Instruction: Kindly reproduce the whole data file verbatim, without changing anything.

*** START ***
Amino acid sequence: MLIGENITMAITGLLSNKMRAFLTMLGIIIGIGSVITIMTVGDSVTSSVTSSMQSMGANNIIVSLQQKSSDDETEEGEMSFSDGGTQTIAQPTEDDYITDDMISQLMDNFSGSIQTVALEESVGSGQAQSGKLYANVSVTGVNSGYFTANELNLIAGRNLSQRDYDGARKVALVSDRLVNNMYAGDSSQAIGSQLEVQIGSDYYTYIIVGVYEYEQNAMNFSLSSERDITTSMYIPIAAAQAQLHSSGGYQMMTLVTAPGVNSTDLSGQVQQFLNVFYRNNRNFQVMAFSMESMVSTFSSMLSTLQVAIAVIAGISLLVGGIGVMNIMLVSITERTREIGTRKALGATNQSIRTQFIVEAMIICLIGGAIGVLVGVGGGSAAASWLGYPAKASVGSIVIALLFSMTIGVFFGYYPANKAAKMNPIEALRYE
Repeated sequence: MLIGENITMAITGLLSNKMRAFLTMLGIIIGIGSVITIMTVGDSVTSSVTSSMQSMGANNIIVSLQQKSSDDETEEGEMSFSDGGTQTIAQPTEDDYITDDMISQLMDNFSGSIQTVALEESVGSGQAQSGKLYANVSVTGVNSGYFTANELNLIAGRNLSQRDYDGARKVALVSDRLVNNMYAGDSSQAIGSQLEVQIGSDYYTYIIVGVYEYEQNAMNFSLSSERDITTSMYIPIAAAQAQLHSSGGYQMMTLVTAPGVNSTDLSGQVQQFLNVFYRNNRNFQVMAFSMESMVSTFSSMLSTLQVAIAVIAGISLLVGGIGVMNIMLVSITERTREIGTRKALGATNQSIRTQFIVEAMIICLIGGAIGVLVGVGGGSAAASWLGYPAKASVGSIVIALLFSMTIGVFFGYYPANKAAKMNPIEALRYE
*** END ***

Amino acid sequence: MLIGENITMAITGLLSNKMRAFLTMLGIIIGIGSVITIMTVGDSVTSSVTSSMQSMGANNIIVSLQQKSSDDETEEGEMSFSDGGTQTIAQPTEDDYITDDMISQLMDNFSGSIQTVALEESVGSGQAQSGKLYANVSVTGVNSGYFTANELNLIAGRNLSQRDYDGARKVALVSDRLVNNMYAGDSSQAIGSQLEVQIGSDYYTYIIVGVYEYEQNAMNFSLSSERDITTSMYIPIAAAQAQLHSSGGYQMMTLVTAPGVNSTDLSGQVQQFLNVFYRNNRNFQVMAFSMESMVSTFSSMLSTLQVAIAVIAGISLLVGGIGVMNIMLVSITERTREIGTRKALGATNQSIRTQFIVEAMIICLIGGAIGVLVGVGGGSAAASWLGYPAKASVGSIVIALLFSMTIGVFFGYYPANKAAKMNPIEALRYE
Repeated sequence: MLIGENITMAITGLLSNKMRAFLTMLGIIIGIGSVITIMTVGDSVTSSVTSSMQSMGANNIIVSLQQKSSDDETEEGEMSFSDGGTQTIAQPTEDDYITDDMISQLMDNFSGSIQTVALEESVGSGQAQSGKLYANVSVTGVNSGYFTANELNLIAGRNLSQRDYDGARKVALVSDRLVNNMYAGDSSQAIGSQLEVQIGSDYYTYIIVGVYEYEQNAMNFSLSSERDITTSMYIPIAAAQAQLHSSGGYQMMTLVTAPGVNSTDLSGQVQQFLNVFYRNNRNFQVMAFSMESMVSTFSSMLSTLQVAIAVIAGISLLVGGIGVMNIMLVSITERTREIGTRKALGATNQSIRTQFIVEAMIICLIGGAIGVLVGVGGGSAAASWLGYPAKASVGSIVIALLFSMTIGVFFGYYPANKAAKMNPIEALRYE